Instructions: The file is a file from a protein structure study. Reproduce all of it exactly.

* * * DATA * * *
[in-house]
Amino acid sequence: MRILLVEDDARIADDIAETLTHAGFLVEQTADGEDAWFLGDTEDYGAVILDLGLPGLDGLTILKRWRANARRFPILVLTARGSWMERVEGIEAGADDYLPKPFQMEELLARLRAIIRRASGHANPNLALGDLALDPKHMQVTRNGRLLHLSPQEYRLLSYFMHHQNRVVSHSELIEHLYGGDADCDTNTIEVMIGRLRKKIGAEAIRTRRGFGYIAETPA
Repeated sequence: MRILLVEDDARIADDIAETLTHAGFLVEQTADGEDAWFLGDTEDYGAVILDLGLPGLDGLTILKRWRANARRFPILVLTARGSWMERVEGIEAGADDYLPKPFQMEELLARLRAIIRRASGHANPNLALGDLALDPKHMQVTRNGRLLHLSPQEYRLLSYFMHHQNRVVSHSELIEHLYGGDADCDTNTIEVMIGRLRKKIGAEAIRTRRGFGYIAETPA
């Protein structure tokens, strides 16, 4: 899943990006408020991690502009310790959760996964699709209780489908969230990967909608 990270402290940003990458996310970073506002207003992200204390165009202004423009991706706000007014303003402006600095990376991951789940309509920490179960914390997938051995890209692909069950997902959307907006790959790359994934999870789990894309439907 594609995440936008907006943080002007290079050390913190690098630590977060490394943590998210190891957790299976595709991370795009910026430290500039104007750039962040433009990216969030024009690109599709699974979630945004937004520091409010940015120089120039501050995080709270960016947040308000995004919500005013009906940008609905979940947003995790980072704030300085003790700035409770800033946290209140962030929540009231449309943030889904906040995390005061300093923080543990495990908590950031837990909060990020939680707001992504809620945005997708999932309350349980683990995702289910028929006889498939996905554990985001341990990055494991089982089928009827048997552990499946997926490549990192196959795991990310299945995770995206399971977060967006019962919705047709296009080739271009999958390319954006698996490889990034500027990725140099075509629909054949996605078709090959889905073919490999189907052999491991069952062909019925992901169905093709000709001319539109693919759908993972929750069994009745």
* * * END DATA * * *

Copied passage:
[in-house]
Amino acid sequence: MRILLVEDDARIADDIAETLTHAGFLVEQTADGEDAWFLGDTEDYGAVILDLGLPGLDGLTILKRWRANARRFPILVLTARGSWMERVEGIEAGADDYLPKPFQMEELLARLRAIIRRASGHANPNLALGDLALDPKHMQVTRNGRLLHLSPQEYRLLSYFMHHQNRVVSHSELIEHLYGGDADCDTNTIEVMIGRLRKKIGAEAIRTRRGFGYIAETPA
Repeated sequence: MRILLVEDDARIADDIAETLTHAGFLVEQTADGEDAWFLGDTEDYGAVILDLGLPGLDGLTILKRWRANARRFPILVLTARGSWMERVEGIEAGADDYLPKPFQMEELLARLRAIIRRASGHANPNLALGDLALDPKHMQVTRNGRLLHLSPQEYRLLSYFMHHQNRVVSHSELIEHLYGGDADCDTNTIEVMIGRLRKKIGAEAIRTRRGFGYIAETPA
């Protein structure tokens, strides 16, 4: 899943990006408020991690502009310790959760996964699709209780489908969230990967909608 990270402290940003990458996310970073506002207003992200204390165009202004423009991706706000007014303003402006600095990376991951789940309509920490179960914390997938051995890209692909069950997902959307907006790959790359994934999870789990894309439907 594609995440936008907006943080002007290079050390913190690098630590977060490394943590998210190891957790299976595709991370795009910026430290500039104007750039962040433009990216969030024009690109599709699974979630945004937004520091409010940015120089120039501050995080709270960016947040308000995004919500005013009906940008609905979940947003995790980072704030300085003790700035409770800033946290209140962030929540009231449309943030889904906040995390005061300093923080543990495990908590950031837990909060990020939680707001992504809620945005997708999932309350349980683990995702289910028929006889498939996905554990985001341990990055494991089982089928009827048997552990499946997926490549990192196959795991990310299945995770995206399971977060967006019962919705047709296009080739271009999958390319954006698996490889990034500027990725140099075509629909054949996605078709090959889905073919490999189907052999491991069952062909019925992901169905093709000709001319539109693919759908993972929750069994009745």